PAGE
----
The DUCHESS OF MALFI by John Webster is one of the most difficult plays of the Jacobean Era both to interpret and to direct. Uncut, it is a complex, many-layered and poetic masterpiece. The current RSC production is funky, modernised and emphatic in its portrayal of the blood and darkness at its heart. It is visually memorable. It is less good, however, on the black comic elements that usually shock the audiences into uncomfortable laughter and it under-represents the more lyrical and touching elements.
Directly Maria Aberg and designer Naomi Dawson have superlatively conceived visual metaphors and action that vividly emphasise the male carnage and eroticism that propel the story; and it portrays convincingly the various kinds of macho brutality suggested by the play, from the effete and somewhat incestuous portrayals of Ferdinand by Alexander Cobb suggesting the secular excesses of the aristocracy through the other brother’s unprincipled and self-serving Cardinal (played by Chris New) representing the corruption of the Church. The modern dress approach makes us also see how much Renaissance life resonates with our own day.
I felt, however, that the production is not so good at suggesting the layers of class rivalry and warfare in society. The approach to the play is very good in its suggestion of the independence and feistiness of the Duchess of Malfi in a masculine-dominated culture. The title character is strongly portrayed by the beauteous Joan Iyola. Her movement, her beauty and her singing voice are all compelling, haunting and unforgettable. She is a fine actress. The basic story tells how the widowed Duchess falls in love with and secretly marries her steward, Antonio, a man who is considered by her brothers to be beneath her in every way, in dignity and social level especially; that one brother is sexually jealous of her and that both brothers probably are worried about her power and wealth passing out of their hands. But the text is here somewhat cut to emphasize the Me Too aspects of the tale, the brutal and bloody self-righteous sense of entitlement of men; and though these aspects of the story are not only important but in many ways sufficient, I felt that the cuts undermined our fully being convinced by the impact of love on the Duchess, by understanding why she and her Antonio take the risks they do. There is also the question of how they kept the children hidden for so many years! Or why she doesn’t just openly marry her love and publicly defy her brothers. The scenes of love between the Duchess and Antonio are touchingly and convincingly played by Joan Iyola and a sweetly, gently attractive Paul Woodson, but there was a lack of balance with the horror story in which they ultimately find themselves.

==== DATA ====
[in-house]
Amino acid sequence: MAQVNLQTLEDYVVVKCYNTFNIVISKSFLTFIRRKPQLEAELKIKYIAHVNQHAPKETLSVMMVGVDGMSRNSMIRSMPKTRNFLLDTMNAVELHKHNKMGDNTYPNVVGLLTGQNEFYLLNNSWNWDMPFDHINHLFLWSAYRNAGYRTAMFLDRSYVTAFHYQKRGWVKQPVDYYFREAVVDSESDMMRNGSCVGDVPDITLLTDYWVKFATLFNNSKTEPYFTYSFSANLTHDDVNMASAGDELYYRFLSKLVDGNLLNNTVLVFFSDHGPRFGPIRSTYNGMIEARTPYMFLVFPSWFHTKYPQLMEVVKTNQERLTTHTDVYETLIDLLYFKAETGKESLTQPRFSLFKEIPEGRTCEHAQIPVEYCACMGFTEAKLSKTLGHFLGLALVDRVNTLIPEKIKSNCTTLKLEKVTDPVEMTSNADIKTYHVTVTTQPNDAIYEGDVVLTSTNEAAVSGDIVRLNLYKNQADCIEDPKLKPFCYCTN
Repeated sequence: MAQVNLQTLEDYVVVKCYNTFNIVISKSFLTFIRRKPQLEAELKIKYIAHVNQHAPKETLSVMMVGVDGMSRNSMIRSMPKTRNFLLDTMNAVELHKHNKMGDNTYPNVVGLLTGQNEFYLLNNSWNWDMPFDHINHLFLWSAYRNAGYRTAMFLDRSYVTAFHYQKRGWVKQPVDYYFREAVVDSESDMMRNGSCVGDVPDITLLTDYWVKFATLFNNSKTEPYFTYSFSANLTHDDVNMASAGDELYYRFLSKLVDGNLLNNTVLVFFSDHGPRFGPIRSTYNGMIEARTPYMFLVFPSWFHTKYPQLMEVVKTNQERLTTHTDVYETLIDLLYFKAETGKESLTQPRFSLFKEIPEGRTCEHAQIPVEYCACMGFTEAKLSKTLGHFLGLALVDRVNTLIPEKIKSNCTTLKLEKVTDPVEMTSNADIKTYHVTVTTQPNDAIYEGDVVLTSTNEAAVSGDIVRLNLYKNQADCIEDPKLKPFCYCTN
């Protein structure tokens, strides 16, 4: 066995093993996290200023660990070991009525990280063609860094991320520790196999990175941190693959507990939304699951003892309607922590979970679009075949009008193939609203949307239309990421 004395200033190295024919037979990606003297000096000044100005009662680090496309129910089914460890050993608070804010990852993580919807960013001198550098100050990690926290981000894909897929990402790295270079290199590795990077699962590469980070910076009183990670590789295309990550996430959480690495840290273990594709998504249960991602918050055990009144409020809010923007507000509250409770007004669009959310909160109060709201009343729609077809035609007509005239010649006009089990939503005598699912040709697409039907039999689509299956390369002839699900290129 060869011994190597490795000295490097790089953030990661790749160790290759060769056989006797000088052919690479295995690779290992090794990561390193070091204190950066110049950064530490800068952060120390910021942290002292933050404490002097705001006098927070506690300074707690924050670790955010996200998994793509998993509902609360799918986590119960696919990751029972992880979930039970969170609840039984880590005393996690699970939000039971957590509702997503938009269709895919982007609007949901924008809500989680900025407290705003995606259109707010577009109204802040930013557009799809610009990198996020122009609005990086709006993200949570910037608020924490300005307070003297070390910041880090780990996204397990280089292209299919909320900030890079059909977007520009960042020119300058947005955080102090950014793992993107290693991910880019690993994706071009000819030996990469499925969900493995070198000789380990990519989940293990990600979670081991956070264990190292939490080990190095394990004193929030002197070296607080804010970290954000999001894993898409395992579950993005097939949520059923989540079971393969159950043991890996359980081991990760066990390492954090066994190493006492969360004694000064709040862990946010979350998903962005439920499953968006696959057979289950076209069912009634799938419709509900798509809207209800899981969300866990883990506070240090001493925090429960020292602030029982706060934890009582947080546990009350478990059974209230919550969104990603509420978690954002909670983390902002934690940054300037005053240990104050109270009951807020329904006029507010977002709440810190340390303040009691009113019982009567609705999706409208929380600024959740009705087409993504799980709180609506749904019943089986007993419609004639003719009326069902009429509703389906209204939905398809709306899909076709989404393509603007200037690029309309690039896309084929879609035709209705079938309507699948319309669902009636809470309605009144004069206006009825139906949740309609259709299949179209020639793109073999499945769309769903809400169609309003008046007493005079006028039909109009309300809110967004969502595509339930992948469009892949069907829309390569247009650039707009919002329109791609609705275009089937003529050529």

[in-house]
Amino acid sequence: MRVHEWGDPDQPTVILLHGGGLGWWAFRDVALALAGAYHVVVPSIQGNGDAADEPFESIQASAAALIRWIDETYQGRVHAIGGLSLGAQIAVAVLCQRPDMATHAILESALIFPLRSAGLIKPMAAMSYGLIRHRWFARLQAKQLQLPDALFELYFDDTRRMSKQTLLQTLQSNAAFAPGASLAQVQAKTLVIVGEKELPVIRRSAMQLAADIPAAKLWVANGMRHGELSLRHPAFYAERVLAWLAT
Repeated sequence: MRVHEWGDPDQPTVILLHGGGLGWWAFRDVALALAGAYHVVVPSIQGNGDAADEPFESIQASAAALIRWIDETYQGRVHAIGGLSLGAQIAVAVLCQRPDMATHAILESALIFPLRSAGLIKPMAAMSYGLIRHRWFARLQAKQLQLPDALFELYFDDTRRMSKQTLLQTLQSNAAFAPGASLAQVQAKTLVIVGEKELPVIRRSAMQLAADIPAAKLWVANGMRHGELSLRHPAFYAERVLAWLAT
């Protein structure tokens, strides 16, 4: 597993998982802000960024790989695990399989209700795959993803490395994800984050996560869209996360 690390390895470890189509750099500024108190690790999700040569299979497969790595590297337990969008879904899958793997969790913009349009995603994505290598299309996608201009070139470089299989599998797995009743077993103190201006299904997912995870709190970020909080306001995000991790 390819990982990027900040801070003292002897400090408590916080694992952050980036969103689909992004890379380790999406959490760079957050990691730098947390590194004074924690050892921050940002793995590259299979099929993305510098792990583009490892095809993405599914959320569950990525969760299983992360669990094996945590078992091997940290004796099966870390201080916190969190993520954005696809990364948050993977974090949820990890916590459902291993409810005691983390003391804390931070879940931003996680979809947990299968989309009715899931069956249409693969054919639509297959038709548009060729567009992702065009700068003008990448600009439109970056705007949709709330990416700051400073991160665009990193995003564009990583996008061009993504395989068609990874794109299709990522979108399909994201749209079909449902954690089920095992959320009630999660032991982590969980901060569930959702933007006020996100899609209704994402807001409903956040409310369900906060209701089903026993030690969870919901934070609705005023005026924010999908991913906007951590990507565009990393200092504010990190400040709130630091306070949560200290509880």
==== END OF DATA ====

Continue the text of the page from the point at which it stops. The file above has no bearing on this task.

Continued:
The language and imagery of the play are often striking and even, at times, majestic; and the Duchess herself is a noble character in every sense of the word. Full credit must be given also to Amanda Hadingue as Cariola, the waiting woman and confidante to the Duchess; and to the acting and singing of Aretha Ayeh as Julia, the mistress of the Cardinal. The use of music is strongly atmospheric and suitably evocative throughout; and the choreography of the sinister, brutal courtiers conceived by Ayse Tashkiran that turns the men into a gang of terrifying, almost robotic thugs is visually stunning. Above all, equally compelling as the Duchess herself is the centrally powerful performance by Nicolas Tennant as Bosola, the malevolent servant who too belatedly develops a bit of remorse and conscience. I felt, however, that the nuanced textual clues that show Bosola’s sourness, bitterness and misanthropy earlier in the play are somehow not strongly enough conveyed.
This is a perfectly decent reading of the play and the contemporary tilt as well as the pools of blood that smear the stage and the actors (and sometimes splash onto members of the audience in the front row who are provided with blankets by the theatre just in case) are particularly apt to the telling of this story. The viewpoint of this production is strongly about a world of chaos, violence and disgusting misogyny in which untrammelled masculinity rules and destroys because of its nature, but it misses or ignores the subtexts that raise the tale of this duchess and her husband and children to a tragic plane above the social commentary. The Guignol is grand and the bloody revenge-tragedy element is almost overpowering, but this Duchess of Malfi doesn’t quite convey the underlying sense of tragedy that the play requires.
- By John Webster
- Director: Maria Aberg
- Composer: Orlando Gough
- Cast Includes: oan Iyola, Alexander Cobb, Chris New, Nicolas Tennant Paul Woodson, Amanda Hadingue, Aretha Ayeh
- Swan Theatre, Stratford-upon-Avon
- Until 3 August 2018
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